First aimed polyploidisation in plant breeding dates back to the 1930s. Since then the technique has been a proven source for innovation in plant breeding, resulting in plants with altered morphological features, increased yield, changed fertility, etc. Recently also improved stress resistances in polyploids gets more attention. The technique of polyploidisation evolved from in vivo colchicine treatments to in vitro application of different types of antimitotic agents and the aimed use of unreduced gametes. We present four examples of polyploidy in breeding practice at ILVO. The first two examples: tetraploid clover and perennial ryegrass, are obtained through classic seedling treatment with colchicine. Tetraploid red clover offers advantages in yield and stress resistances, nevertheless tetraploids have a reduced fertility. In perennial ryegrass tetraploids are the cow’s favorites as the grass is more palatable and the digestibility is better. Therefore the share of tetraploid cultivars has increased on the recommended variety list of perennial ryegrass. A different aim for polyploidisation is found in a third example of garden Hibiscus where tetraploids were obtained by in vitro polyploidisation and by unreduced gametes. Obtained hexaploid plants show sterility which is favorable for longer lasting flowers and also the unwanted spread of seeds in the garden is stopped. As a last example stress resistance through polyploidy is presented as part of a research project. In this project diploids genotypes and tetraploids obtained from the diploid genotypes through polyploidisation are compared for biotic and (a)biotic stress resistance (also see poster: Do ploidy levels play a role in rose for (a)biotic stress resistance?).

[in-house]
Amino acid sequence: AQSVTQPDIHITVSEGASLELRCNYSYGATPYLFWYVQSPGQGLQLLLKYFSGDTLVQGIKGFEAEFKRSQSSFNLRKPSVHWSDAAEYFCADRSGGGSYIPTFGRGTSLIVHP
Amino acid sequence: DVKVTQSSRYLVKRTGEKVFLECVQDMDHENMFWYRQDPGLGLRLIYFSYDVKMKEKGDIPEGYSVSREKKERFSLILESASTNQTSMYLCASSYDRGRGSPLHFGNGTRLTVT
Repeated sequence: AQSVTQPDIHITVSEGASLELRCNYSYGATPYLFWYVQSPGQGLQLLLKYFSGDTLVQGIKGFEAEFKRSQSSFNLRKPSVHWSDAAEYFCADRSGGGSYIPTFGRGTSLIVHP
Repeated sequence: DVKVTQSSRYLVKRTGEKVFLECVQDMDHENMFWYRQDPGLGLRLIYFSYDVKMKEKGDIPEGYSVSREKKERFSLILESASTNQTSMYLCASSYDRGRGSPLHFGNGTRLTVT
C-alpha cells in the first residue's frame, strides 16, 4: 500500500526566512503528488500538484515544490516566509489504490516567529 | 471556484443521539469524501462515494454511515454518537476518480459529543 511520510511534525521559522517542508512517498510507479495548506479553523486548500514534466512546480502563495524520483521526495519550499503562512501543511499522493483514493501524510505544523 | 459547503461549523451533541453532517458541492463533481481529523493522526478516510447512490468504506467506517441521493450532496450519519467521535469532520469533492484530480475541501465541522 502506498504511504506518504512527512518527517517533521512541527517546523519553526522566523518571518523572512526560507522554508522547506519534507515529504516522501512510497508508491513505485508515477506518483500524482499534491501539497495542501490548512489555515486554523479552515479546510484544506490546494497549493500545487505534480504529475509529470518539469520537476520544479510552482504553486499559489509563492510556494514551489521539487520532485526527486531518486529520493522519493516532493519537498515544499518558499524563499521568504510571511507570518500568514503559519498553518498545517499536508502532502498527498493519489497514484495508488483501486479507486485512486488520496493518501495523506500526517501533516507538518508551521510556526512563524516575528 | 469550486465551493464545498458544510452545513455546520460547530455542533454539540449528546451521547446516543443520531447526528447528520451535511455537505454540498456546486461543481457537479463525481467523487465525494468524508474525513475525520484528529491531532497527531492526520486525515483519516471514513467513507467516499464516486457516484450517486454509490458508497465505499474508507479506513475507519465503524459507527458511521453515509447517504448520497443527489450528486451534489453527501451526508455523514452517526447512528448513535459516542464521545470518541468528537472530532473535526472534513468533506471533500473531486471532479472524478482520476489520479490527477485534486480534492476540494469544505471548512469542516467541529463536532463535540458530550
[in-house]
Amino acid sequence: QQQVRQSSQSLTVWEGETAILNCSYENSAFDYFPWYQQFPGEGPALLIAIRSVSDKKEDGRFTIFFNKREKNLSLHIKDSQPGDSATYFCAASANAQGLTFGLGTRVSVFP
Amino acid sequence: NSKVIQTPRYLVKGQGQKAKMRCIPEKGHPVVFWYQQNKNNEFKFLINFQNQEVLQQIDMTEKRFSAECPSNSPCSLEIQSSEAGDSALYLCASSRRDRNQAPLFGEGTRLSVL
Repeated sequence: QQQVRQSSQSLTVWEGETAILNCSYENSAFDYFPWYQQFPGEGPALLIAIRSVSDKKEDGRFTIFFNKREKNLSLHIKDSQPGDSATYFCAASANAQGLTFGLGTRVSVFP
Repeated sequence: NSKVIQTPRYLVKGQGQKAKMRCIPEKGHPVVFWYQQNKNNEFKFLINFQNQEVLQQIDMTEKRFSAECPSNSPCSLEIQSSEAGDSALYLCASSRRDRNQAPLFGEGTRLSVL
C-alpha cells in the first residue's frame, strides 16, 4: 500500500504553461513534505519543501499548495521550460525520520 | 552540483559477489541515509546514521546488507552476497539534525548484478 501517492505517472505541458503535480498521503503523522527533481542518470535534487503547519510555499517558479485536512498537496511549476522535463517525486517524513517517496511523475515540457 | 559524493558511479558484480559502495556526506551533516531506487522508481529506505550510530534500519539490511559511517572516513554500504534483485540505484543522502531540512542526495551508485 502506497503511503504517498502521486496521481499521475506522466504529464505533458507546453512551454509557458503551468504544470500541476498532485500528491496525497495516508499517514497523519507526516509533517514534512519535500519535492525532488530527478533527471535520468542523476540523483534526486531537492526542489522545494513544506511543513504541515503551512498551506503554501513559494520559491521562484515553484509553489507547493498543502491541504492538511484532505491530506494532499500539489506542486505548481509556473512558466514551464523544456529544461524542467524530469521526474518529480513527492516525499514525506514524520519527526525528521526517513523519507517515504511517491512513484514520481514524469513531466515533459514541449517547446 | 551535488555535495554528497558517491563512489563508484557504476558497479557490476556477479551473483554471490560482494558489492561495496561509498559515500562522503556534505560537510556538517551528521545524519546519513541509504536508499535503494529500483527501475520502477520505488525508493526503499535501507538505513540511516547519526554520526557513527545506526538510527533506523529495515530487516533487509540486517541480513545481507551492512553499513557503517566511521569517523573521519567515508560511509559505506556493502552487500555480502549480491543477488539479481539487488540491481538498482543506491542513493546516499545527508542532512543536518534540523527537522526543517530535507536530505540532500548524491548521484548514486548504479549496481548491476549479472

|Publicatiestatus||Gepubliceerd - 14-nov.-2014|
|Evenement||BPBA Symposium: 'New Breeding Technologies' (2014) - Brussel, België|
Duur: 14-nov.-2014 → …
|Congres||BPBA Symposium: 'New Breeding Technologies' (2014)|
|Periode||14/11/14 → …|